14

Having access to an VPS, i need to know which type of virtualization it is running from the terminal.

How can determine the virtualization platform that my VM is running on? (OpenVZ, Xen, KVM, etc?)

2
  • I've only used KVM - I'd hope that the others are similar - Assuming you are using Linux, in KVM you can just look through the bootlog for a line like "Booting paravirtulized kernel on KVM".
    – davidgo
    May 16 '14 at 6:09
  • In my case all boot logs are empty... and dmesg dosen't show any output. =/ May 16 '14 at 6:17
29

hostnamectl is your friend (requires systemd).

A few examples:

Laptop without any virtualization

$ hostnamectl status
   Static hostname: earth.gangs.net
         Icon name: computer-laptop
           Chassis: laptop
        Machine ID: 18a0752e1ccbeef09da51ad17fab1f1b
           Boot ID: beefdc99969e4a4a8525ff842b383c62
  Operating System: Ubuntu 16.04.2 LTS
            Kernel: Linux 4.4.0-66-generic
      Architecture: x86-64

Xen

$ hostnamectl status
   Static hostname: pluto.gangs.net
         Icon name: computer-vm
           Chassis: vm
        Machine ID: beef39aebbf8ba220ed0438b54497609
           Boot ID: beefc71e97ed48dbb436a470fe1920e1
    Virtualization: xen
  Operating System: Ubuntu 16.04.2 LTS
            Kernel: Linux 3.13.0-37-generic
      Architecture: x86-64

OpenVZ

$ hostnamectl status
   Static hostname: mars.gangs.net
         Icon name: computer-container
           Chassis: container
        Machine ID: 55296cb0566a4aaca10b8e3a4b28beef
           Boot ID: 1bb259b0eb064d9eb8a22d112211beef
    Virtualization: openvz
  Operating System: CentOS Linux 7 (Core)
       CPE OS Name: cpe:/o:centos:centos:7
            Kernel: Linux 2.6.32-042stab120.16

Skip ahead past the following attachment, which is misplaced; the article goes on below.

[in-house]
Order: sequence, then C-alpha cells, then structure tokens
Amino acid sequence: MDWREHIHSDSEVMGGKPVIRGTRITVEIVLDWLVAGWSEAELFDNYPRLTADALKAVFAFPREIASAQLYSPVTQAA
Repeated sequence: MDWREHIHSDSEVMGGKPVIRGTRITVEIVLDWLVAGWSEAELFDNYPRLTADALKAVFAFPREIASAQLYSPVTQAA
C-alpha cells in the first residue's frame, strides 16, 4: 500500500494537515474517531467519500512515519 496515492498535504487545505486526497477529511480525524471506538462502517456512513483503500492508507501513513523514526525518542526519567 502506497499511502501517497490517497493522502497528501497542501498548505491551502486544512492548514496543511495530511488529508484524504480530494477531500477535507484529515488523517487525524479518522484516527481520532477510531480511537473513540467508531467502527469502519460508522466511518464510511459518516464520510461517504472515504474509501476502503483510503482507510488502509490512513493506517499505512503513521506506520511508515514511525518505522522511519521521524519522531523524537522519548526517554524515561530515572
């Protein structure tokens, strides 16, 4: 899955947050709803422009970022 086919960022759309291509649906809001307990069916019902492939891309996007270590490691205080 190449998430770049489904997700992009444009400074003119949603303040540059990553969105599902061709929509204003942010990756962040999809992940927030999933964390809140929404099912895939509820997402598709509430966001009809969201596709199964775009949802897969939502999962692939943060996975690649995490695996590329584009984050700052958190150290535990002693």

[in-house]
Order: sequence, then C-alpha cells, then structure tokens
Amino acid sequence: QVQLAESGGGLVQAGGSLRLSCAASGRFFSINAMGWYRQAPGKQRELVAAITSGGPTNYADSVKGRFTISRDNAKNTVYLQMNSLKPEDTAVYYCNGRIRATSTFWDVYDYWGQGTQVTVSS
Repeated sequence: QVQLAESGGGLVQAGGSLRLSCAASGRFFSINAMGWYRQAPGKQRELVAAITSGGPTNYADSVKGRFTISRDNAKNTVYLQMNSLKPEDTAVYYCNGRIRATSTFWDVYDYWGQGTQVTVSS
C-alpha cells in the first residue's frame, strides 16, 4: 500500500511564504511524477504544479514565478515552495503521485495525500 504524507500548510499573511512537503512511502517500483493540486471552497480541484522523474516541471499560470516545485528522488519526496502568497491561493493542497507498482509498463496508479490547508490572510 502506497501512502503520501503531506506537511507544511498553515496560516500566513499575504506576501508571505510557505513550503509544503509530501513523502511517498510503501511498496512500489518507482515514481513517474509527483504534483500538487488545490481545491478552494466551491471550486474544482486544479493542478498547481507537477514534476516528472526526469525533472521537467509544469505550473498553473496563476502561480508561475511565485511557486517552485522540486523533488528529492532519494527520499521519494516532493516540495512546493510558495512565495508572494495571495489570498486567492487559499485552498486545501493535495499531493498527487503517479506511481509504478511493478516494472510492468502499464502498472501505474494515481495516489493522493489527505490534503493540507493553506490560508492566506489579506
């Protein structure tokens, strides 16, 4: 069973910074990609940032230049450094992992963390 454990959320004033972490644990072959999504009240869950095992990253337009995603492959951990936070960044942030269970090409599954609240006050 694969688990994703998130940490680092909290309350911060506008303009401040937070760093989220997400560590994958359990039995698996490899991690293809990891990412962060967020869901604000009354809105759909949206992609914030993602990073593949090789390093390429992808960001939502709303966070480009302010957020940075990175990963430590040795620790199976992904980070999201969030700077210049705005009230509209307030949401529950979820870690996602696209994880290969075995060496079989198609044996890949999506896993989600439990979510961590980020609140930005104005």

Architecture: x86-64

KVM

$ hostnamectl status
   Static hostname: mercury.gangs.net
         Icon name: computer-vm
           Chassis: vm
        Machine ID: beeffefc50ae499881b024c25895ec86
           Boot ID: beef9c7662a240b3b3b04cef3d1518f0
    Virtualization: kvm
  Operating System: CentOS Linux 7 (Core)
       CPE OS Name: cpe:/o:centos:centos:7
            Kernel: Linux 3.10.0-514.10.2.el7.x86_64
      Architecture: x86-64
1
  • 1
    I just get Failed to create bus connection: No such file or directory
    – janniks
    Nov 26 '19 at 15:19
8

Unless the VM host is lying to you it can generally be figured out by inspecting the "hardware" the VM guest is seeing.

Easiest is probably to use a program like virt-what, which will do the parsing for you. Here I'm blindly assuming that you are running some kind of Linux based distribution by the way.

Might also be worth taking a look at puppet's facter, which too uses similar techniques to determine in what kind of VM environment it's running.

Or you could you ask whoever you happen to be renting the VPS from? :-)

2
  • 1
    virt-what worked to me. Thanks for the answer. May 16 '14 at 13:11
  • 1
    I looked at facter. It calls virt-what! Aug 3 '15 at 16:38
4

Use the virt-what command to determine the type of virtualization technology the system is using.

See: http://people.redhat.com/~rjones/virt-what/

3

Systemd includes systemd-detect-virt

2

Debian comes with this small package for detecting virtualisation type:

$ sudo apt-get install virt-what
$ virt-what

and little bigger because of Perl dependencies:

$ sudo apt-get install imvirt
$ imvirt
1

You can also use dmidecode which will show you system hardware info and other.

1
  • dmidecode is empty for my VPS. lshw is mostly empty. virt-what shown openvz ))
    – gavenkoa
    Aug 2 '15 at 9:06

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